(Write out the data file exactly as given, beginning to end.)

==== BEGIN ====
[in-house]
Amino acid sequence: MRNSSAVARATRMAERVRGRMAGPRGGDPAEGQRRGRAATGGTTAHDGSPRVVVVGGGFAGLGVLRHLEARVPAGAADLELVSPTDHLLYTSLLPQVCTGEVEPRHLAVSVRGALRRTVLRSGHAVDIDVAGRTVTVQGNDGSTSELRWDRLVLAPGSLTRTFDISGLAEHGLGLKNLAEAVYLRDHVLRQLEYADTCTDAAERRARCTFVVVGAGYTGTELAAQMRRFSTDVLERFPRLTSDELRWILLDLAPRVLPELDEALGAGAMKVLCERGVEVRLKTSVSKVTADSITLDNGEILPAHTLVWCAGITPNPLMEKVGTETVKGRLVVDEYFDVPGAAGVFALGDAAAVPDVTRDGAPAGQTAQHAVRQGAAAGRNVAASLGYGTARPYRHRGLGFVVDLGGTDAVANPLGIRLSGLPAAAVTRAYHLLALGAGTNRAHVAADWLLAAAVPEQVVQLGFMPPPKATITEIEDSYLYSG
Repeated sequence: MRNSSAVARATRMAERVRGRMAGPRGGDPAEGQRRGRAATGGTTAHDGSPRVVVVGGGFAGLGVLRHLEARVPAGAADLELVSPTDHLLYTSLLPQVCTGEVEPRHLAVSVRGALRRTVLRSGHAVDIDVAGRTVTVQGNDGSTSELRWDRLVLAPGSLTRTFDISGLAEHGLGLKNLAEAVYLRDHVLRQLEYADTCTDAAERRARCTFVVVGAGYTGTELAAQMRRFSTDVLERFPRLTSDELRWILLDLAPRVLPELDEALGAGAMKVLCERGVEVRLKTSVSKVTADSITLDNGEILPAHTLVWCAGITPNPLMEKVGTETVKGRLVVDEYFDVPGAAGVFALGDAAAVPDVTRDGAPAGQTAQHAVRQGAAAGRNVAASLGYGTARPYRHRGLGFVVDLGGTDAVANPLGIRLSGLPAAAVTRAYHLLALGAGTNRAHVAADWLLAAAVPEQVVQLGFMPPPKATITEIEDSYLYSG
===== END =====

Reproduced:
[in-house]
Amino acid sequence: MRNSSAVARATRMAERVRGRMAGPRGGDPAEGQRRGRAATGGTTAHDGSPRVVVVGGGFAGLGVLRHLEARVPAGAADLELVSPTDHLLYTSLLPQVCTGEVEPRHLAVSVRGALRRTVLRSGHAVDIDVAGRTVTVQGNDGSTSELRWDRLVLAPGSLTRTFDISGLAEHGLGLKNLAEAVYLRDHVLRQLEYADTCTDAAERRARCTFVVVGAGYTGTELAAQMRRFSTDVLERFPRLTSDELRWILLDLAPRVLPELDEALGAGAMKVLCERGVEVRLKTSVSKVTADSITLDNGEILPAHTLVWCAGITPNPLMEKVGTETVKGRLVVDEYFDVPGAAGVFALGDAAAVPDVTRDGAPAGQTAQHAVRQGAAAGRNVAASLGYGTARPYRHRGLGFVVDLGGTDAVANPLGIRLSGLPAAAVTRAYHLLALGAGTNRAHVAADWLLAAAVPEQVVQLGFMPPPKATITEIEDSYLYSG
Repeated sequence: MRNSSAVARATRMAERVRGRMAGPRGGDPAEGQRRGRAATGGTTAHDGSPRVVVVGGGFAGLGVLRHLEARVPAGAADLELVSPTDHLLYTSLLPQVCTGEVEPRHLAVSVRGALRRTVLRSGHAVDIDVAGRTVTVQGNDGSTSELRWDRLVLAPGSLTRTFDISGLAEHGLGLKNLAEAVYLRDHVLRQLEYADTCTDAAERRARCTFVVVGAGYTGTELAAQMRRFSTDVLERFPRLTSDELRWILLDLAPRVLPELDEALGAGAMKVLCERGVEVRLKTSVSKVTADSITLDNGEILPAHTLVWCAGITPNPLMEKVGTETVKGRLVVDEYFDVPGAAGVFALGDAAAVPDVTRDGAPAGQTAQHAVRQGAAAGRNVAASLGYGTARPYRHRGLGFVVDLGGTDAVANPLGIRLSGLPAAAVTRAYHLLALGAGTNRAHVAADWLLAAAVPEQVVQLGFMPPPKATITEIEDSYLYSG